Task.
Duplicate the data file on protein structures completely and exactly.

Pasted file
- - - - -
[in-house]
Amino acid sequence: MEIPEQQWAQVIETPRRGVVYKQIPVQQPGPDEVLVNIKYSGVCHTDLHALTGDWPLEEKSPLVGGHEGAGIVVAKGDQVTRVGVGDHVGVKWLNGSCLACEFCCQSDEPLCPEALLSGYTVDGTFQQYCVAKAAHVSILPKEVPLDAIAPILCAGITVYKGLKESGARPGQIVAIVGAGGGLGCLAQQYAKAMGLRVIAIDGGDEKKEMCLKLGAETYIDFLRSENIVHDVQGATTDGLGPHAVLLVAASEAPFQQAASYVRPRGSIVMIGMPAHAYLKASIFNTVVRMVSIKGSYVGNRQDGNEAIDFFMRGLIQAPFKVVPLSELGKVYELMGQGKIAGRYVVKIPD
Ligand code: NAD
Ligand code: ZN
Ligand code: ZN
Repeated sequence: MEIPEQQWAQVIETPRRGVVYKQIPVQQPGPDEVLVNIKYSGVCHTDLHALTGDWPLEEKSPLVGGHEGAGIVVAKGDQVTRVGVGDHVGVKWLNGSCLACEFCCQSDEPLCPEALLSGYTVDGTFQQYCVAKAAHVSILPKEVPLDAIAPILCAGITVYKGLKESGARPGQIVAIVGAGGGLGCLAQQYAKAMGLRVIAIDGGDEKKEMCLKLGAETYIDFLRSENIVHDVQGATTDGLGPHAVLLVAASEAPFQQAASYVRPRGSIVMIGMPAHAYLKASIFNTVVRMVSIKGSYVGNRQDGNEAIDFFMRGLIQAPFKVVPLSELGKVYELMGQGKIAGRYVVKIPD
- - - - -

[in-house]
Amino acid sequence: MEIPEQQWAQVIETPRRGVVYKQIPVQQPGPDEVLVNIKYSGVCHTDLHALTGDWPLEEKSPLVGGHEGAGIVVAKGDQVTRVGVGDHVGVKWLNGSCLACEFCCQSDEPLCPEALLSGYTVDGTFQQYCVAKAAHVSILPKEVPLDAIAPILCAGITVYKGLKESGARPGQIVAIVGAGGGLGCLAQQYAKAMGLRVIAIDGGDEKKEMCLKLGAETYIDFLRSENIVHDVQGATTDGLGPHAVLLVAASEAPFQQAASYVRPRGSIVMIGMPAHAYLKASIFNTVVRMVSIKGSYVGNRQDGNEAIDFFMRGLIQAPFKVVPLSELGKVYELMGQGKIAGRYVVKIPD
Ligand code: NAD
Ligand code: ZN
Ligand code: ZN
Repeated sequence: MEIPEQQWAQVIETPRRGVVYKQIPVQQPGPDEVLVNIKYSGVCHTDLHALTGDWPLEEKSPLVGGHEGAGIVVAKGDQVTRVGVGDHVGVKWLNGSCLACEFCCQSDEPLCPEALLSGYTVDGTFQQYCVAKAAHVSILPKEVPLDAIAPILCAGITVYKGLKESGARPGQIVAIVGAGGGLGCLAQQYAKAMGLRVIAIDGGDEKKEMCLKLGAETYIDFLRSENIVHDVQGATTDGLGPHAVLLVAASEAPFQQAASYVRPRGSIVMIGMPAHAYLKASIFNTVVRMVSIKGSYVGNRQDGNEAIDFFMRGLIQAPFKVVPLSELGKVYELMGQGKIAGRYVVKIPD